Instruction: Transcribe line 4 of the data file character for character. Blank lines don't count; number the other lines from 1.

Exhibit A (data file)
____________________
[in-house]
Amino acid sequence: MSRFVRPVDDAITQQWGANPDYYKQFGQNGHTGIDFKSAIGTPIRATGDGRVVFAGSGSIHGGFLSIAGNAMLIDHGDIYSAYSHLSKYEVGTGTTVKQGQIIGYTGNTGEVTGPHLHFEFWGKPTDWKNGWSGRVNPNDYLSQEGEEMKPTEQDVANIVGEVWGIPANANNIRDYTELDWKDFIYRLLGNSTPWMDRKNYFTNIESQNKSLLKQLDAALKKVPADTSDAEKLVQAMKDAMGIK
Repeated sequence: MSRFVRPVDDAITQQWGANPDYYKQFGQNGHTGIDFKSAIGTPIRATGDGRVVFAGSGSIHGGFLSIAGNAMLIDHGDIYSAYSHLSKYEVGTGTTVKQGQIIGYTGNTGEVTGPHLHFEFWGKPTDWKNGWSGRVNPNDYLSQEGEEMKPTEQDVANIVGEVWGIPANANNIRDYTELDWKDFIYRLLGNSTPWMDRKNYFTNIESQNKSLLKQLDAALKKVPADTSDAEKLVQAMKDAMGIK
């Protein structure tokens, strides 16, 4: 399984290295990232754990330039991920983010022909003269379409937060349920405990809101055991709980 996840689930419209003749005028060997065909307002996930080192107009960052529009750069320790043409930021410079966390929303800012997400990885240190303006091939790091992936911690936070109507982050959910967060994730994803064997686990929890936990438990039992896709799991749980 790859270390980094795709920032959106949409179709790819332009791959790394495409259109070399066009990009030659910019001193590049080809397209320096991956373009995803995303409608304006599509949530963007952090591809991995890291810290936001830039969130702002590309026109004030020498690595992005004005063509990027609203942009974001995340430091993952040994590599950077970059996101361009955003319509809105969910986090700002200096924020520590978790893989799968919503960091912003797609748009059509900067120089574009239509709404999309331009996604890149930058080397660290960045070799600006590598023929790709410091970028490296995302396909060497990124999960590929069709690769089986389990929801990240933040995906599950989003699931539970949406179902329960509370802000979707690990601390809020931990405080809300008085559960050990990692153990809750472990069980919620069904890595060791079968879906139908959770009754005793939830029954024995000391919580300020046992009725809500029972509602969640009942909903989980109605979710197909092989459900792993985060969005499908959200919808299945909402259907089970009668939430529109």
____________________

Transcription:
């Protein structure tokens, strides 16, 4: 399984290295990232754990330039991920983010022909003269379409937060349920405990809101055991709980 996840689930419209003749005028060997065909307002996930080192107009960052529009750069320790043409930021410079966390929303800012997400990885240190303006091939790091992936911690936070109507982050959910967060994730994803064997686990929890936990438990039992896709799991749980 790859270390980094795709920032959106949409179709790819332009791959790394495409259109070399066009990009030659910019001193590049080809397209320096991956373009995803995303409608304006599509949530963007952090591809991995890291810290936001830039969130702002590309026109004030020498690595992005004005063509990027609203942009974001995340430091993952040994590599950077970059996101361009955003319509809105969910986090700002200096924020520590978790893989799968919503960091912003797609748009059509900067120089574009239509709404999309331009996604890149930058080397660290960045070799600006590598023929790709410091970028490296995302396909060497990124999960590929069709690769089986389990929801990240933040995906599950989003699931539970949406179902329960509370802000979707690990601390809020931990405080809300008085559960050990990692153990809750472990069980919620069904890595060791079968879906139908959770009754005793939830029954024995000391919580300020046992009725809500029972509602969640009942909903989980109605979710197909092989459900792993985060969005499908959200919808299945909402259907089970009668939430529109």